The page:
Advertisement

Biochemistry (Moscow)

, Volume 75, Issue 3, pp 336–341 | Cite as

Studies on amino acid replacement and inhibitory activity of a β-lactamase inhibitory peptide

  • Liping Xie
  • Mingfei Xu
  • Tao Yang
  • Chunbao Zhu
  • Baoquan Zhu
  • Youjia HuEmail author
Article

Abstract

An SHV β-lactamase gene was amplified from a β-lactam resistant Klebsiella pneumoniae K-71 genomic DNA. After expression and purification, we demonstrated that peptide P1 could inhibit the hydrolysis activity of both TEM-1 and SHV β-lactamase in vitro. Three mutations were introduced into P1 in which the first residue S was replaced by F, the 18th residue V was mutated to Y, and the 15th residue Y was substituted with A, C, G, and R to obtain the mutants of P1-A, P1- C, P1-G, and P1-R, respectively. The mutant peptides were purified and their inhibitory constants against TEM-1 and SHV β-lactamase were determined. All these β-lactamase inhibitory peptides could inhibit the activity of both β-lactamases, while the mutant peptides showed stronger inhibitory activities against TEM-1 β-lactamase than against SHV β-lactamase. Inhibition data suggested that P1-A improved the β-lactamase inhibitory activity by over 3-fold compare to P1. When P1-A was incubated with K. pneumoniae K-71 in Luria-Bertani medium containing ampicillin, it showed a much stronger growth of inhibition ratio over P1. This study gives us a good candidate for development of novel β-lactamase inhibitors.

Key words

β-lactamase inhibitory peptide β-lactamase amino acid replacement Klebsiella pneumoniae inhibitory constant 

Abbreviations

BLIP

β-lactamase inhibitory peptide

IPTG

isopropyl-β-D-thiogalactopyranoside

MIC

minimal inhibitory concentration

Preview

Unable to display preview. Download preview PDF.

Unable to display preview. Download preview PDF.

References

  1. 1.
    Rasmussen, B. A., and Bush, K. (1997) Antimicrob. Agents Chemother., 41, 223–232.PubMedGoogle Scholar
  2. 2.
    Sykes, R. B., Bonner, D. P., Bush, K., and Georgopapadakou, N. H. (1982) Antimicrob. Agents Chemother., 21, 85–92.PubMedGoogle Scholar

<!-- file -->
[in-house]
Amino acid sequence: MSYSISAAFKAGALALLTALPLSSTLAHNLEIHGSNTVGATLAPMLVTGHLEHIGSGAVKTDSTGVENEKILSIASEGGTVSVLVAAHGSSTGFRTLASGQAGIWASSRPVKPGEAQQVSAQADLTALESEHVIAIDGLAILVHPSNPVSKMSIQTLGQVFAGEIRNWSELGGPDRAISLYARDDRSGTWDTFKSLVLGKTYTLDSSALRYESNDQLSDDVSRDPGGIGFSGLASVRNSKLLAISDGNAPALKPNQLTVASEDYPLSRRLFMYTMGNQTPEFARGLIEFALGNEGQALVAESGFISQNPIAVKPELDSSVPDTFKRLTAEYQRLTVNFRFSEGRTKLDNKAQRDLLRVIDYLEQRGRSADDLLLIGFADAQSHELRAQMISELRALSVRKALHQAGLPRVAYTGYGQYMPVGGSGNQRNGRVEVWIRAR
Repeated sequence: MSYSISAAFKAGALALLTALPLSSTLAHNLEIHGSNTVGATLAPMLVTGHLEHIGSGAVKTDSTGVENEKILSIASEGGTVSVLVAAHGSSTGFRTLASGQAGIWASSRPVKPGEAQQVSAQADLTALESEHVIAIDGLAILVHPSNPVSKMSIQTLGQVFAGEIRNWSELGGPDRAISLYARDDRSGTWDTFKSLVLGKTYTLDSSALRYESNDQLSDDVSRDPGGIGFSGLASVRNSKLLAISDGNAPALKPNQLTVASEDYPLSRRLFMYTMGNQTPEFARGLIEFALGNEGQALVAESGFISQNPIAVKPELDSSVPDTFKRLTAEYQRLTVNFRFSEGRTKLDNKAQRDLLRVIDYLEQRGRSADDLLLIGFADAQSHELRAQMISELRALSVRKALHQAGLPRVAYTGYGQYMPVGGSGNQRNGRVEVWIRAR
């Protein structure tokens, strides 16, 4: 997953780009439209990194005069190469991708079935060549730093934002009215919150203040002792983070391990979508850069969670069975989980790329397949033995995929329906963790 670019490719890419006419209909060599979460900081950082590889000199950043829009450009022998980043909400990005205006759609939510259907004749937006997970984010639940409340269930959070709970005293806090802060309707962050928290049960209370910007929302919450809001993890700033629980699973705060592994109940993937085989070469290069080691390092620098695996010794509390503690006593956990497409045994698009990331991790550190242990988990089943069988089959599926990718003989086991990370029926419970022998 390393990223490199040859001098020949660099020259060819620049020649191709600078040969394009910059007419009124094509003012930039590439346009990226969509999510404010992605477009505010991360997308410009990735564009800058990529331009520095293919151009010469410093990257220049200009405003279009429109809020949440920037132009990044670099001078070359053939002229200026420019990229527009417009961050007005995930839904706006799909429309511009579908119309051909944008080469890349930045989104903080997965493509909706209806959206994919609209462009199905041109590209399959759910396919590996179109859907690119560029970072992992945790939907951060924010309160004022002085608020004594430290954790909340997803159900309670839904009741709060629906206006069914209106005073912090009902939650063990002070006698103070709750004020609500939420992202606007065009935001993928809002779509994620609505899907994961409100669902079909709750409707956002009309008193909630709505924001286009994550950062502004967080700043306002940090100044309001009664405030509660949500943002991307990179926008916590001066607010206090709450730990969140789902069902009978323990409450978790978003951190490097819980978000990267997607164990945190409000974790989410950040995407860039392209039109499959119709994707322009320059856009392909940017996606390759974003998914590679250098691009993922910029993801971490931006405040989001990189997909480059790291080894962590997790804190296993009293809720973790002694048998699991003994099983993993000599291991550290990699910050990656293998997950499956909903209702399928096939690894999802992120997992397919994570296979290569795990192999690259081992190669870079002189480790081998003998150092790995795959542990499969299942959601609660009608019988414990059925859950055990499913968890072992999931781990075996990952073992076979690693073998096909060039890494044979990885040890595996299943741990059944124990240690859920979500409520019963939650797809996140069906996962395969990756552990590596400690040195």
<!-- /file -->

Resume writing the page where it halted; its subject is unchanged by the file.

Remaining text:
3. 3.
    Fisher, J., Charnas, R. L., and Knowles, J. R. (1978) Biochemistry, 17, 2180–2184.CrossRefPubMedGoogle Scholar
  4. 4.
    English, A. R., Retsema, J. A., Girard, A. E., Lynch, J. E., and Barth, W. E. (1978) Antimicrob. Agents Chemother., 14, 414–419.PubMedGoogle Scholar
  5. 5.
    Micetich, R. G., Maiti, S. N., Spevak, P., Hall, T. W., Yamabe, S., Ishida, N., Tanaka, M., Yamazaki, T., Nakai, A., and Ogawa, K. (1987) J. Med. Chem., 30, 1469–1474.CrossRefPubMedGoogle Scholar
  6. 6.
    Doran, J. L., Leskiw, B. K., Aippersbach, S., and Jensen, S. E. (1990) J. Bacteriol., 172, 4909–4918.PubMedGoogle Scholar
  7. 7.
    Rudgers, G. W., Huang, W., and Palzkill, T. (2001) Antimicrob. Agents Chemother., 45, 3279–3286.CrossRefPubMedGoogle Scholar
  8. 8.
    Sun, W., Hu, Y., Gong, J., Zhu, C., and Zhu, B. (2005) Biochemistry (Moscow), 70, 753–760.CrossRefGoogle Scholar
  9. 9.
    Wang, J., Palzkill, T., and Chow, D. C. (2009) J. Biol. Chem., 284, 595–609.CrossRefPubMedGoogle Scholar
  10. 10.
    Zhang, Z., and Palzkill, T. (2003) J. Biol. Chem., 278, 45706–45712.CrossRefPubMedGoogle Scholar
  11. 11.
    Pospiech, A., and Neumann, B. (1995) Trends Genet., 11, 217–218.CrossRefPubMedGoogle Scholar
  12. 12.
    Petrosino, J., Rudgers, G., Gilbert, H., and Palzkill, T. (1999) J. Biol. Chem., 274, 2394–2400.CrossRefPubMedGoogle Scholar
  13. 13.
    Cornish-Bowden, A. (1974) Biochem. J., 137, 143–144.PubMedGoogle Scholar
  14. 14.
    Dixon, M. (1953) Biochem. J., 55, 170–171.PubMedGoogle Scholar
  15. 15.
    Ness, S., Martin, R., Kindler, A. M., Paetzel, M., Gold, M., Jensen, S. E., Jones, J. B., and Strynadka, N. C. (2000) Biochemistry, 39, 5312–5321.CrossRefPubMedGoogle Scholar
  16. 16.
    Reichmann, D., Rahat, O., Albeck, S., Meged, R., Dym, O., and Schreiber, G. (2005) Proc. Natl. Acad. Sci. USA, 102, 57–62.CrossRefPubMedGoogle Scholar
  17. 17.
    Thai, W., Paradkar, A. S., and Jensen, S. E. (2001) Microbiology, 147, 325–335.PubMedGoogle Scholar
  18. 18.
    Strynadka, N. C., Jensen, S. E., Alzari, P. M., and James, M. N. (1996) Nature Struct. Biol., 3, 290–297.CrossRefPubMedGoogle Scholar
  19. 19.
    Zhang, Z., and Palzkill, T. (2004) J. Biol. Chem., 279, 42860–42866.CrossRefPubMedGoogle Scholar
  20. 20.
    Albeck, S., and Schreiber, G. (1999) Biochemistry, 38, 11–21.CrossRefPubMedGoogle Scholar
  21. 21.
    Reynolds, K. A., Thomson, J. M., Corbett, K. D., Bethel, C. R., Berger, J. M., Kirsch, J. F., Bonomo, R. A., and Handel, T. M. (2006) J. Biol. Chem., 281, 26745–267453.CrossRefPubMedGoogle Scholar
  22. 22.
    Selzer, T., Albeck, S., and Schreiber, G. (2000) Nature Struct. Biol., 7, 537–541.CrossRefPubMedGoogle Scholar
  23. 23.
    Yao, J., and Asakura, T. (2003) J. Biochem., 133, 147–154.CrossRefPubMedGoogle Scholar
  24. 24.
    Rice, L. B., Carias, L. L., Hujer, A. M., Bonafede, M., Hutton, R., Hoyen, C., and Bonomo, R. A. (2000) Antimicrob. Agents Chemother., 44, 362–367.CrossRefPubMedGoogle Scholar
  25. 25.
    DiPersio, J. R., Deshpande, L. M., Biedenbach, D. J., Toleman, M. A., Walsh, T. R., and Jones, R. N. (2005) Diagn. Microbiol. Infect. Dis., 51, 1–7.CrossRefPubMedGoogle Scholar

Copyright information

© Pleiades Publishing, Ltd. 2010

Authors and Affiliations

  • Liping Xie
    • 1
  • Mingfei Xu
    • 1
  • Tao Yang
    • 1
  • Chunbao Zhu
    • 1
  • Baoquan Zhu
    • 1
  • Youjia Hu
    • 1
    Email author
  1. 1.State Key Laboratory of New Drug and Pharmaceutical ProcessShanghai Institute of Pharmaceutical IndustryShanghaiChina

Personalised recommendations